Here is your daily digest of Criterion-related links.
Budget, cast and director for what will be the 29th installment from Toho have yet to be decided, according to the studio. Production is slated to begin in summer 2015 and the film will be aimed at the global market. Although Toho concedes it can’t match $200 million Hollywood-size budget, advances in CG will allow it to create a film that can stand alongside such productions, according to a release from the studio.
The New York Film Critics Online named Richard Linklater’s Boyhood best picture of the year Sunday. It also voted its award for best director to Linklater and chose the movie’s Patricia Arquette as best supporting actress.
But a surface reading doesn’t really account for how effectively discomfiting and even beautiful so much of The Night Porter is … At its best, the film layers Lucia’s and Maximilian’s flashbacks in such a way that that the lines between memory, fantasy, and nightmare get blurred—much as they often do in real life.
The new Blu-ray certainly improves over the old DVD in every way, with better audio and video, as well as some supplementary material, but the presentation still looks a little off, at least in blacks, and the film still seems to be open to more scholarly materials. Worth the upgrade for sure, but still a bit disappointing.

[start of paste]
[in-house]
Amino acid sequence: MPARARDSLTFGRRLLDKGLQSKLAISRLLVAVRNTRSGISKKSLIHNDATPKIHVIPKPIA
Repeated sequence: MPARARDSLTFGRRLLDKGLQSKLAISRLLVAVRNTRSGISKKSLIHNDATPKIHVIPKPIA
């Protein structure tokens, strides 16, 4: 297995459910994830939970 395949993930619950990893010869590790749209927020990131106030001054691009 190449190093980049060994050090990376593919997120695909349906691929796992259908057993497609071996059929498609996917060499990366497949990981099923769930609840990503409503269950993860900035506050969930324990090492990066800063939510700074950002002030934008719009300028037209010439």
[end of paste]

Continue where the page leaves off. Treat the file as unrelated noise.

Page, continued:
The Night Porter isn’t a film to enjoy, but it’s certainly one that will leave you thinking.
It Happened One Night is a great movie, so it’s weird that Columbia licensed the film out to Criterion. We are all better off for it, but it also points out the state of home video right now.
A huge improvement over Criterion’s previous DVD edition, this new Blu-ray sports a stunner of a transfer (the same one used for Arrow’s Blu-ray edition) and is the best I’ve ever seen the film. With some excellent supplements that cover the production and Gilliam’s career rather thoroughly it makes it one of the better releases for the film (of the numerous amount out there) I’ve yet come across.
As a piece of filmmaking, Safe is brilliant for the way Haynes, in concert with cinematographer Alex Nepomniaschy and composer Ed Tomney, blankets the mundane in the eerie tone of science fiction and horror, especially in the first half.
Whether in edgy indies or slick studio product, Rowlands traverses the emotional high wire of life-and-death stakes with Cassavetes-bred confidence. Once she asked Cassavetes for help interpreting a scene. “He said, ‘I wrote this with you in mind. You read it. You accepted it. Now do it.’”
NOW AVAILABLE TO STREAM